Skip Header

Federal Deposit
Insurance Corporation

Each depositor insured to at least $250,000 per insured bank

Home > Regulation & Examinations > Laws & Regulations > FDIC Federal Register Citations

FDIC Federal Register Citations

via Electronic Mail

October 14, 2003

Public Information Room
Office of the Comptroller of the Currency
2520 E Street, SW
Mailstop 1-5
Washington, D.C. 20219
Attention:  Docket No. 03-18

Robert E. Feldman
Executive Secretary
Federal Deposit Insurance Corporation
550 17th Street, N.W.
Washington, D.C. 20429
Attention: Comments/OES
Ms. Jennifer J. Johnson, Secretary
Board of Governors of the
Federal Reserve System
20th Street and Constitution Ave, NW
Washington, D.C. 20551
Attention: Docket No. OP-1155
Regulation Comments
Chief Counsel's Office
Office of Thrift Supervision
1700 G. Street, N.W.
Washington, DC 20522
Attention: No. 2003-35

To whom it may concern:

This letter is submitted on behalf of MasterCard International Incorporated1 ("MasterCard") in response to the proposed guidance entitled "Interagency Guidance on Response Programs for Unauthorized Access to Customer Information and Customer Notice" ("Proposal"). The Proposal is intended to interpret certain provisions of the Interagency Guidelines Establishing Standards for Safeguarding Customer Information ("Safeguarding Guidelines"). In particular, the Proposal describes the expectations of the federal banking agencies2 ("Agencies") that every financial institution develop a response program to protect against and address reasonably foreseeable risks associated with internal and external threats to the security of customer information maintained by the financial institution or its service providers. MasterCard appreciates the opportunity to provide our comments on the Proposal.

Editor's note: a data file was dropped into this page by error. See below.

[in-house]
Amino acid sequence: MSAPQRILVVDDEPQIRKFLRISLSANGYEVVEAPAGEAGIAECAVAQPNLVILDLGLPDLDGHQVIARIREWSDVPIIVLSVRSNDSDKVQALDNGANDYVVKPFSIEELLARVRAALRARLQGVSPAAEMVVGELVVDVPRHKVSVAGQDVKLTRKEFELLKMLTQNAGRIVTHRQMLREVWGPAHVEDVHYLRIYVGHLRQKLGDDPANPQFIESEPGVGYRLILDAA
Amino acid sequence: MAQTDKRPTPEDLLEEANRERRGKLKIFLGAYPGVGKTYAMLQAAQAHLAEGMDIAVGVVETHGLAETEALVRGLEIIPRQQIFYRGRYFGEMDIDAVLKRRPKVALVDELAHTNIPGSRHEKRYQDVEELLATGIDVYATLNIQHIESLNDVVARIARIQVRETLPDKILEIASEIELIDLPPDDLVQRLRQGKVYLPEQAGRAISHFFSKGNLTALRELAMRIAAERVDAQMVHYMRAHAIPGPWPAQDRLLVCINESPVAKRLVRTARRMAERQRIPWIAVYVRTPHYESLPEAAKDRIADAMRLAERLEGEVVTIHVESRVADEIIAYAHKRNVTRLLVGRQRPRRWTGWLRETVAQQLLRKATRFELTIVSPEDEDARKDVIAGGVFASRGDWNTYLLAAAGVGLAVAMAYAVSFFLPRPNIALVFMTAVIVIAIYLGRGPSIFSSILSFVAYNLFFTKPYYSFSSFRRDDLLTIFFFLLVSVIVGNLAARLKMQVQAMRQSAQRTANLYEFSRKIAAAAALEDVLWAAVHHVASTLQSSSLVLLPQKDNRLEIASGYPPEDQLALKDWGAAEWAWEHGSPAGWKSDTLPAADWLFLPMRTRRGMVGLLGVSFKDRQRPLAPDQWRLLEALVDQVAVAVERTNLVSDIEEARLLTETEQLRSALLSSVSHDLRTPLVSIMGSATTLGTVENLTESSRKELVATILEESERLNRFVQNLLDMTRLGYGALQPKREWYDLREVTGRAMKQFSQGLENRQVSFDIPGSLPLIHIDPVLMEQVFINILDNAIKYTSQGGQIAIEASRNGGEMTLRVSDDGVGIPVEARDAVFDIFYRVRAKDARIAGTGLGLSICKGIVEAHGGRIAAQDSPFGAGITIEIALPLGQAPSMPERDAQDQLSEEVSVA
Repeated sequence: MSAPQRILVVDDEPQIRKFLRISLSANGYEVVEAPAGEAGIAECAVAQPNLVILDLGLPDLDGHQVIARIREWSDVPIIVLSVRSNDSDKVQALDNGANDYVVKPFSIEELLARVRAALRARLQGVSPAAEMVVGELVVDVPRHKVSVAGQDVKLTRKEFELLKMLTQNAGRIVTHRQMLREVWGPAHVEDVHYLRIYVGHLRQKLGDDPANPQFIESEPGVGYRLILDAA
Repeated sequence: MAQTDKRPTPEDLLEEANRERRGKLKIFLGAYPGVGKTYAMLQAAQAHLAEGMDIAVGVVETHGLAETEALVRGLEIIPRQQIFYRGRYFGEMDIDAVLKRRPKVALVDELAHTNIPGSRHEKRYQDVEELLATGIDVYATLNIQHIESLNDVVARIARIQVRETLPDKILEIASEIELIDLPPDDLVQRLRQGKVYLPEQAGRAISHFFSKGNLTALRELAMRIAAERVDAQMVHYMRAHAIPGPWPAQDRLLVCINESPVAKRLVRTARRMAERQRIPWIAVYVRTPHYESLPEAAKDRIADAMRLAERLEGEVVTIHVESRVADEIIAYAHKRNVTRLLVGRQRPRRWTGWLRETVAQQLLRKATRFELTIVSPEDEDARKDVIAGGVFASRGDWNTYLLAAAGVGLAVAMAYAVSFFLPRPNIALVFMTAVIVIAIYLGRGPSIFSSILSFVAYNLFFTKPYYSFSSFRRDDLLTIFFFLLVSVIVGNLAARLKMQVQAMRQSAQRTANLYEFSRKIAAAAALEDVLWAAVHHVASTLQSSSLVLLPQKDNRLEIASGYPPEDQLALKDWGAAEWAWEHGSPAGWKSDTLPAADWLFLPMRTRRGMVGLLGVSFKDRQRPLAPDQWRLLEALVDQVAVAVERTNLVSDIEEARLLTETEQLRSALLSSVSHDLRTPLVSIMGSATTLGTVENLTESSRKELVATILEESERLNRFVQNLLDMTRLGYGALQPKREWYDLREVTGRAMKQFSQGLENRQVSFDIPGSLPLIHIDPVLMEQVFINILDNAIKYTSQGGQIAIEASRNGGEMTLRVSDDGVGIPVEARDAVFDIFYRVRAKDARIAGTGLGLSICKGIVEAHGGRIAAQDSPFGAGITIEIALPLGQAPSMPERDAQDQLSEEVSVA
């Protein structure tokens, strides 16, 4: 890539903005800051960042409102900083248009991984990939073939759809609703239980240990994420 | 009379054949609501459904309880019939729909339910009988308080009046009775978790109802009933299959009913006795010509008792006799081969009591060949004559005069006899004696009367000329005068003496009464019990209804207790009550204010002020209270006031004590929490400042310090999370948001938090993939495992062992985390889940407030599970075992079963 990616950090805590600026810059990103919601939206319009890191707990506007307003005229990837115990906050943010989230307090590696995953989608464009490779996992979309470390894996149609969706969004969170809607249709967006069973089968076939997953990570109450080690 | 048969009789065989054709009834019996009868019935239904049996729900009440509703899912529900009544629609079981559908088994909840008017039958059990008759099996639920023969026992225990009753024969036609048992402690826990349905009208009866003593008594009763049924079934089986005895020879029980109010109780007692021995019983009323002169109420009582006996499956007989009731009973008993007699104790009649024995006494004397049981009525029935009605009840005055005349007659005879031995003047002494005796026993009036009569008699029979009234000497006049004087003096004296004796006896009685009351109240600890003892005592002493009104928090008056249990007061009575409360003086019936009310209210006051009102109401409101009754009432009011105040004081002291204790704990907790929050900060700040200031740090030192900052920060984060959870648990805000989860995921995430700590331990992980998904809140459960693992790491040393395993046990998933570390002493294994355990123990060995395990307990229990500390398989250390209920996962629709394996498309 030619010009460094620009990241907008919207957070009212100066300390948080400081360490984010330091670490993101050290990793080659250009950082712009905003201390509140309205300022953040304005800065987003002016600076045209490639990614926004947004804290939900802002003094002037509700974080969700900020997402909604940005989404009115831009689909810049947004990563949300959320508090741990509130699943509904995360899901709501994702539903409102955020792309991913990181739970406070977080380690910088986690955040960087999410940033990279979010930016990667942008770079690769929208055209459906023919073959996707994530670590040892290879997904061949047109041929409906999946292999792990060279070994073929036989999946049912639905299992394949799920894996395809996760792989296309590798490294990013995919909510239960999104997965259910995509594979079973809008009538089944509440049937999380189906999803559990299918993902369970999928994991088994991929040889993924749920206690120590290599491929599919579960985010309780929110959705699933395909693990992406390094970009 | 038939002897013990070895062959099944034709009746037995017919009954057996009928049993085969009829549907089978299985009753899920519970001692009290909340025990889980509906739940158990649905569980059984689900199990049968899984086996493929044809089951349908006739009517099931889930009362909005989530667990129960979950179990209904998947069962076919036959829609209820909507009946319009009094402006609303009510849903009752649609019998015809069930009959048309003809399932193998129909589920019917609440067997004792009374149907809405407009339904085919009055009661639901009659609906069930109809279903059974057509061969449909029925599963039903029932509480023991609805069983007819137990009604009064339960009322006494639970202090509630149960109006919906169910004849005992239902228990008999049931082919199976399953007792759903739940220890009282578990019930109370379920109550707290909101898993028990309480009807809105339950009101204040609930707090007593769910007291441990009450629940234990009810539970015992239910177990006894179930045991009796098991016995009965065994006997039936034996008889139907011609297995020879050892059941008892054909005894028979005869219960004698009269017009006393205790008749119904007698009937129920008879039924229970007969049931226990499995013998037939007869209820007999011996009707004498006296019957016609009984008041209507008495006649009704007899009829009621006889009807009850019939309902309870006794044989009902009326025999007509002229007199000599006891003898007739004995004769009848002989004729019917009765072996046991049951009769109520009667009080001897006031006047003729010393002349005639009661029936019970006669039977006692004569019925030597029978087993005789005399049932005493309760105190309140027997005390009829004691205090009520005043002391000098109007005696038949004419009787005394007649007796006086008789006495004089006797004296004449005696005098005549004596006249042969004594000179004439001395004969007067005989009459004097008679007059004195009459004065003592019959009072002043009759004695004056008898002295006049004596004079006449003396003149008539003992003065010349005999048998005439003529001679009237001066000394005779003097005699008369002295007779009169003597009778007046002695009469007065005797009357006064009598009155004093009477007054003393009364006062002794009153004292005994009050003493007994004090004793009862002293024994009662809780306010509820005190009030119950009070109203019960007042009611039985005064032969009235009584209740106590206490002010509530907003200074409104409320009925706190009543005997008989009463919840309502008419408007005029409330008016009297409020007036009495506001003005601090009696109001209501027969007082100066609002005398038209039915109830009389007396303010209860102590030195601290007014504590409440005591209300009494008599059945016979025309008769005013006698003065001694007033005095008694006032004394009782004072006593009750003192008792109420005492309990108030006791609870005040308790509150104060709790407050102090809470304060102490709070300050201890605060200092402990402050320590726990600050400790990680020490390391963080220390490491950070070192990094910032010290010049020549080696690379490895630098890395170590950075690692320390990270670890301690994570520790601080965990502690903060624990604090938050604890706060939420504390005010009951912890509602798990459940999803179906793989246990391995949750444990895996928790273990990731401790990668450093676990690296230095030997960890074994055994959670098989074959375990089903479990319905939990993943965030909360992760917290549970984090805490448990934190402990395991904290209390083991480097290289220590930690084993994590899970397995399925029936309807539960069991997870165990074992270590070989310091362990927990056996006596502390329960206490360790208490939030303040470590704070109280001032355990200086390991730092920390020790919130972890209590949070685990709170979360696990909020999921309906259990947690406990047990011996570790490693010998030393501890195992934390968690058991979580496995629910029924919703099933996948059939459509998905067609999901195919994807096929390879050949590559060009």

In General

MasterCard believes that the Proposal offers useful guidance to financial institutions regarding how to develop appropriate response programs. The Agencies, in many instances, have provided reasonable objectives that should be met while allowing each financial institution the flexibility to determine how best to meet each objective. In other areas the Proposal is more prescriptive, such as provisions regarding the mitigation of harm to customers. We believe the Agencies have generally taken a reasonable, appropriate approach in these areas although, as discussed below, we suggest some modifications.

Scope of Application of Response Program

The Proposal indicates that the "Agencies expect every financial institution to develop a response program to protect against the risks associated with [reasonably foreseeable] threats" that "may lead to the misuse of customer information." The Supplementary Information to the Proposal further clarifies that it is "the Agencies' expectations that every financial institution develop a response program to protect against and address reasonably foreseeable risks associated with ... threats to the security of customer information maintained by the financial institution or its service provider."

MasterCard supports the Agencies' determination that a financial institution's response program should be developed based on reasonably foreseeable risks. We believe this is an appropriate focus for a financial institution, allowing it to develop and implement a program based on what can reasonably be foreseen. Furthermore, this approach is consistent with the existing Safeguarding Guidelines which obligate a financial institution, as part of its risk assessment, to identify those risks that are reasonably foreseeable. Therefore, we urge the Agencies to adopt this approach in its final Interagency Guidance on Response Programs for Unauthorized Access to Customer Information and Customer Notice ("Final Guidelines").